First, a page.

BPD vs C-PTSD: What's the Difference?

There’s something to be said of the controversy around borderline personality disorder and complex post-traumatic stress disorder. Is one correct and the other invalid? Do they exist separately from one another? Do they coexist and influence one another? For those who are curious about the studies, here is one research effort to look into:

Distinguishing PTSD, Complex PTSD, and Borderline Personality Disorder: A latent class analysis

Let’s begin with the DSM-5-TR, the tool used by clinicians and medical professionals for diagnoses. It is not a perfect tool. It comes with many barriers and shortfalls due to the human hands who write it. It’s important to remember that social and cultural influences are deeply embedded in all that we do, which includes those within the scientific community. It is a tool that is intended to create a common ground of understanding and agreement for treatment. I’ll come back to this later.

Here are some things to consider. Let’s start where overlap occurs between BPD and C-PTSD: self-harm, suicidality/suicide attempts, struggles with intimacy/relationships, dissociative symptoms, dysregulated emotions, anger outbursts, interpersonal sensitivity, impulsivity, and the use of impulsive coping skills such as self-harm and substance use.

The nuance in the differences is where the lens of a seasoned clinician can identify the variables.

  • Individuals who have C-PTSD and not BPD tend to have more stable interpersonal relationships; they are often longstanding and are not generalized with the explosive ups and downs of idealization/devaluation. C-PTSD will often avoid relationships and intimacy and have a preference for social withdrawal.
  • Individuals with C-PTSD generally have a stable negative view of self associated with their traumatic core beliefs; there is not much fluctuation in "identity uncertainty" outside of their trauma. BPD’s experience with "identity uncertainty" is more deeply rooted in their experience of themselves and the world around them.
  • Individuals with C-PTSD can have familiar fears of abandonment and beliefs “I leave others before they leave me”; however a common misconception is that fear of abandonment is a criterion for BPD. This is incorrect. BPD will engage in frantic efforts to avoid abandonment, such as texting/calling repeatedly, blocking pathways and doors, taking others’ possessions, etc.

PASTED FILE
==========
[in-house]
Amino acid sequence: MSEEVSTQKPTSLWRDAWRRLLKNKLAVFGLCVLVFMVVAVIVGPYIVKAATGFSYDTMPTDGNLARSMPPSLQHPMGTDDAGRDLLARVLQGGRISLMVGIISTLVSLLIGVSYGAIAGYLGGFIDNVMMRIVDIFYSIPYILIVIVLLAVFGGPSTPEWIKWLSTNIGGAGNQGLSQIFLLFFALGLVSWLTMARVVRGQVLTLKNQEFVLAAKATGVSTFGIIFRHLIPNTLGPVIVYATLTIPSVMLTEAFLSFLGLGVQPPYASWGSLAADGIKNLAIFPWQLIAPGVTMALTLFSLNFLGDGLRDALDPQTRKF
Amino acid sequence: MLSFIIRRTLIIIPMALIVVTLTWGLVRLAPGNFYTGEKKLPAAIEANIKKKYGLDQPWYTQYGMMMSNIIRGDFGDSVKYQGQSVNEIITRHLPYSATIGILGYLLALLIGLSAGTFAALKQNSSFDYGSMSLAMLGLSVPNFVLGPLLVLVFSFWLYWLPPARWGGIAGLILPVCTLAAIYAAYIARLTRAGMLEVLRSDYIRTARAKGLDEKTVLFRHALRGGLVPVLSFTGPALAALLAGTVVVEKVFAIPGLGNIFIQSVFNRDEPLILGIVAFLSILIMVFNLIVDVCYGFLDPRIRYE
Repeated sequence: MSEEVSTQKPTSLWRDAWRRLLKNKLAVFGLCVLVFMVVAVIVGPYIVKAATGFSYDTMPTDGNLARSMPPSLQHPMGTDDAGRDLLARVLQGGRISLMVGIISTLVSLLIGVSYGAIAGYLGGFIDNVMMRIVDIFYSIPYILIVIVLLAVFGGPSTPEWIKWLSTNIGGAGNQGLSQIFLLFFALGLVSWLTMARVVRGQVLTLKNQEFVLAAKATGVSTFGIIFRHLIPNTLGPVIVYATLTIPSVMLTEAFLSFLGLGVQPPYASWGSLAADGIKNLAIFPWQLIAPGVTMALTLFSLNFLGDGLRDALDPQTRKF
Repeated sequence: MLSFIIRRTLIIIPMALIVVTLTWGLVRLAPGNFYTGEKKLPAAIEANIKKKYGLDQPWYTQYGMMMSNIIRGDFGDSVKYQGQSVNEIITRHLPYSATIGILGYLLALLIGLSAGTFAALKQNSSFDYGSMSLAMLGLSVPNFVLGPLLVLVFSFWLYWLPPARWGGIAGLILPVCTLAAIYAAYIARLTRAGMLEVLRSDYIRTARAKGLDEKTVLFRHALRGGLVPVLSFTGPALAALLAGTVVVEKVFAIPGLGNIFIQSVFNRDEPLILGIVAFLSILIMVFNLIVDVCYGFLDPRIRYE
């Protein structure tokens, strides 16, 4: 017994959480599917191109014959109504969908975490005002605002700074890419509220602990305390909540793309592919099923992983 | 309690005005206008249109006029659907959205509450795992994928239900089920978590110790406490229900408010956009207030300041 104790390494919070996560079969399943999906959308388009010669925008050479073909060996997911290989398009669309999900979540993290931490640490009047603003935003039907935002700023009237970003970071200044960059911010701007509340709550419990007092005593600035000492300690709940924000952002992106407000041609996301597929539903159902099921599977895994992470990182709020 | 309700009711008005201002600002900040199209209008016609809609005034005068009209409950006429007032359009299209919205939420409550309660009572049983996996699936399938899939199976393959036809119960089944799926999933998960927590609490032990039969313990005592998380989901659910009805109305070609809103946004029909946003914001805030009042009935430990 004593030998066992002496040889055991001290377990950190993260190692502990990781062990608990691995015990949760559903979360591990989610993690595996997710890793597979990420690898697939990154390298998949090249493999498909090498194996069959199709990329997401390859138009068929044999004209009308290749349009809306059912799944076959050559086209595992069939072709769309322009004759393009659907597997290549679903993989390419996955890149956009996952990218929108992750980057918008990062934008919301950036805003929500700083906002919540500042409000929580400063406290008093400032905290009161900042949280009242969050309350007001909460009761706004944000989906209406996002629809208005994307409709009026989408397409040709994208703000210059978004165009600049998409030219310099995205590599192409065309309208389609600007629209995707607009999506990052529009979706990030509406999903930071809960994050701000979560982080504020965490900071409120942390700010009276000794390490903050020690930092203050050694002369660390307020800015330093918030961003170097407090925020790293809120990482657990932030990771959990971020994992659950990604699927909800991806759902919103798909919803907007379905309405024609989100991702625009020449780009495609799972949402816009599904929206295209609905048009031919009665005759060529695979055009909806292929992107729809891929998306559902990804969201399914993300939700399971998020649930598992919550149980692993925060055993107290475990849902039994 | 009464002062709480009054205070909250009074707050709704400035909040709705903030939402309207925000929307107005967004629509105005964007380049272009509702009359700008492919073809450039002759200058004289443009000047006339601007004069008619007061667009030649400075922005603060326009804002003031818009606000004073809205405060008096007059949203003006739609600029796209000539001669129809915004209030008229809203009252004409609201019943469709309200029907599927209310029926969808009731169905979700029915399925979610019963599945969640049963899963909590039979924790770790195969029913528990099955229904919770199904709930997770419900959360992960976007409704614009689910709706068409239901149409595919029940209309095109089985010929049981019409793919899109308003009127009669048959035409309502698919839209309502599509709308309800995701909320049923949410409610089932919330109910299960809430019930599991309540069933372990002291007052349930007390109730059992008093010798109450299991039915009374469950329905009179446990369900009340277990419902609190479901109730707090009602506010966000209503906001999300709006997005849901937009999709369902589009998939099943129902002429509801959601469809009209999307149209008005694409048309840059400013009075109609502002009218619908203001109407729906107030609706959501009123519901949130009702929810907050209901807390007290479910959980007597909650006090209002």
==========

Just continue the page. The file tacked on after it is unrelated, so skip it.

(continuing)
• Affect dysregulation in BPD can also include dysregulation of positive affect (or the painful high highs), where C-PTSD has a consistent baseline of negative mood and dysregulation of negative affect.
  • Individuals with BPD tend to have more severe and pervasive impulsivity compared to C-PTSD. C-PTSD tends to lean more towards inhibited than impulsive, such as substance use, which may appear to be impulsive to those on the outside, is a maladaptive coping skill for trauma management. A note worth making here is the presence of neurodivergence, such as ADHD, can confound this concept and may be less useful information for this population.
  • Individuals with C-PTSD most commonly do not meet 5/9 criteria for BPD when the clinician deeply explores the substantiation of the criteria used in the DSM as mentioned with very different interpersonal difficulty patterns.

Now that we’ve gone through that, let me bring back the mention of the DSM-5-TR used to diagnose these disorders. It’s important to consider the functionality of a diagnosis. For a clinician, it can be beneficial to guide treatment options. Insurance uses it for reimbursement of payment for services. For the client, it can be helpful for insight and understanding of self; it can help communication and connection; and it can help guide their treatment options, as well. However, it could function negatively. It can be a source of stress, stigma, and shame.

As a clinician seasoned in treating both BPD and C-PTSD, work can be done with or without the diagnosis. Some people can strongly identify with one or the other; or both. If a client wants or needs to know, we can explore it together and reach clarity. If not, then we won’t fuss about the label and simply work together to achieve healing and a more congruent lifestyle; one without shame.